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Time to Make Some SNAP Changes? New AAEA Member Research

Study shows how assistance program could be changed to fight food insecurity

Children are going hungry. Senior citizens may not know where their next meal is coming from. Families across the country are finding it harder to consistently put food on the table because food insecurity is at extraordinarily high levels in the United States.

Many people get some help in the form of government assistance programs. The most notable is the Supplemental Nutrition Assistance Program, better known as SNAP.

“SNAP is the best vehicle we have in the country to be effective in fighting food insecurity,” said Craig Gundersen of the University of Illinois-Urbana Champaign. “But despite its success in reducing food insecurity many SNAP participants are still food insecure.”

There has not been a change in the SNAP benefits method since the program started back in 1979. So is it time for an adjustment to help people from going hungry? That’s the focus of Gundersen’s paper, “Reconsidering the SNAP Benefit Formula”.

What could be done to ensure that even more SNAP recipients can escape food insecurity? And how much would it cost?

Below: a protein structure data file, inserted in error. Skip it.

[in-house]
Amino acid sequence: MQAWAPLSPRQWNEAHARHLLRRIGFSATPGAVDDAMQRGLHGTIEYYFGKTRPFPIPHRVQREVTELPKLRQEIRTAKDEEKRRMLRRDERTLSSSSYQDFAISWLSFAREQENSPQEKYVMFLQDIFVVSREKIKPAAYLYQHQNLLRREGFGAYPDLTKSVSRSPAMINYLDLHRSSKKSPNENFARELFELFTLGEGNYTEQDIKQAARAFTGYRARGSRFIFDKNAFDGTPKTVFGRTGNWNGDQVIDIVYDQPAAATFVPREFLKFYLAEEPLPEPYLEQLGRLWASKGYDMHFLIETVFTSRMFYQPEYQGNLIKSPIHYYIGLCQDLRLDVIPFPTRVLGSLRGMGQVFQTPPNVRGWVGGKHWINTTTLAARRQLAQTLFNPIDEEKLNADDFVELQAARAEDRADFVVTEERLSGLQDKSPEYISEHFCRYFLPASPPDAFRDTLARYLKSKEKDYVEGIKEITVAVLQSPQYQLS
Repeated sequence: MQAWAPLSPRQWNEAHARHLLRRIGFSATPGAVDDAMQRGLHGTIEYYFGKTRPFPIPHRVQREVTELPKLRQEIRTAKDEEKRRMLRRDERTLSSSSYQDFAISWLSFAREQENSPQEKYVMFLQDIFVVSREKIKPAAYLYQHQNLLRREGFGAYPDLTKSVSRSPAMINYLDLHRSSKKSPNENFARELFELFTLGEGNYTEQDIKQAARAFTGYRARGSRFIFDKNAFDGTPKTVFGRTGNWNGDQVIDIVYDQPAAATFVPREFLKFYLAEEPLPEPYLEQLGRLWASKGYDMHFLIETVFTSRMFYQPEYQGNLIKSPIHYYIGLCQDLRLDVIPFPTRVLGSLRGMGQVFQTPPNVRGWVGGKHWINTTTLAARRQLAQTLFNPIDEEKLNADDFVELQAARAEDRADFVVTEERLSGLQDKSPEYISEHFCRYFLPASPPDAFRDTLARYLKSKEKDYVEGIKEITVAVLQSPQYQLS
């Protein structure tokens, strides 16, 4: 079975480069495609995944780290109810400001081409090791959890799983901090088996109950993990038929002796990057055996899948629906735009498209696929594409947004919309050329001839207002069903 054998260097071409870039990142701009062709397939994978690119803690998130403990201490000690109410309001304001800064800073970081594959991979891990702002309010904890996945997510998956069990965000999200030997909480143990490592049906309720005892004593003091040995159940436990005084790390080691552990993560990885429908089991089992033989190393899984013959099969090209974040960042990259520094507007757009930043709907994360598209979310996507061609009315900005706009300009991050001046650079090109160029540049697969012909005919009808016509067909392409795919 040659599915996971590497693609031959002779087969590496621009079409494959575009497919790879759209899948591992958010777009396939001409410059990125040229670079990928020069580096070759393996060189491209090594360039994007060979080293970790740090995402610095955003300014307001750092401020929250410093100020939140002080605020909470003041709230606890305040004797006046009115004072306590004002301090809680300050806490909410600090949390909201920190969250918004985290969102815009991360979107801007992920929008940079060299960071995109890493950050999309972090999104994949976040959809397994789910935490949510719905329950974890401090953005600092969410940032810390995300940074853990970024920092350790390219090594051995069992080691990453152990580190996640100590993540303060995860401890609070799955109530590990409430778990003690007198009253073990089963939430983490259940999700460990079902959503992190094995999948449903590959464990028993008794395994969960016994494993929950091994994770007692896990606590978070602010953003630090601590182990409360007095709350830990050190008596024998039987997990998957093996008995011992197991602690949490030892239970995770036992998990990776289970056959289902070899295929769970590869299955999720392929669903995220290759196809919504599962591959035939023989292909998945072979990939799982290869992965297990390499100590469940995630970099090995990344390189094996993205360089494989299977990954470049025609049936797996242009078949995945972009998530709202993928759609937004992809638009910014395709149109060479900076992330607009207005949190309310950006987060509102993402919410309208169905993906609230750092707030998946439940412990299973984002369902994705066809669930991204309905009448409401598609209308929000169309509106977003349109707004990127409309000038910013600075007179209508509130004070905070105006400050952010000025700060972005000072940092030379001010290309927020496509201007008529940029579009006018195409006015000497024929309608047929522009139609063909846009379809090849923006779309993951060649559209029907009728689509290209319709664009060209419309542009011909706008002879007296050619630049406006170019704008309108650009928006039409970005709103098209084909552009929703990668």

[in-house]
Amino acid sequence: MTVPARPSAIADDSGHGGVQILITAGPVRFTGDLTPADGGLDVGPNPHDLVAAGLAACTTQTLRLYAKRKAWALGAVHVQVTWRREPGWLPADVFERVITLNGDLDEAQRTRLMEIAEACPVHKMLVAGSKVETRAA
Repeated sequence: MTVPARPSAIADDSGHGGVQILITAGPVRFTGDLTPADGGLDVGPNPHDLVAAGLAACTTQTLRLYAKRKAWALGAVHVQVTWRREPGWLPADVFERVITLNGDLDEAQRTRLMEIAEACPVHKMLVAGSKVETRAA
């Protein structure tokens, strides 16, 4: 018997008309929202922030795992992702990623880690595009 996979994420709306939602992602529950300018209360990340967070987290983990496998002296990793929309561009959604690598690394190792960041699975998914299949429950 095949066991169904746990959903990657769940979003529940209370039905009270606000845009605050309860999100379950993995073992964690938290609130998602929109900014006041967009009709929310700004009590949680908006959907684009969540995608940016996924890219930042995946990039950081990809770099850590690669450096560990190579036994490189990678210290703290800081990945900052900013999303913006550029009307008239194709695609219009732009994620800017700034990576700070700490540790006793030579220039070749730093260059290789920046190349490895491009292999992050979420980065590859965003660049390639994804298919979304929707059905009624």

Gundersen and his co-authors (Brent Kreider of Iowa State University and John Pepper of the University of Virginia) will answer those questions and more during an AAEA session at the Allied Social Sciences Association (ASSA) 2017 Annual Meeting in Chicago, January 6-8. If you are interested in setting up an interview, please contact Jay Saunders in the AAEA Business Office.

ABOUT AAEA: Established in 1910, the Agricultural & Applied Economics Association (AAEA) is the leading professional association for agricultural and applied economists, with 2,500 members in more than 20 countries. Members of the AAEA work in academic or government institutions as well as in industry and not-for-profit organizations, and engage in a variety of research, teaching, and outreach activities in the areas of agriculture, the environment, food, health, and international development. The AAEA publishes two journals, the American Journal of Agricultural Economics and Applied Economic Perspectives & Policy, as well as the online magazine Choices. To learn more, visit www.aaea.org.


Contact: Jay Saunders
AAEA, Communications Manager
414-918-3190
jsaunders@aaea.org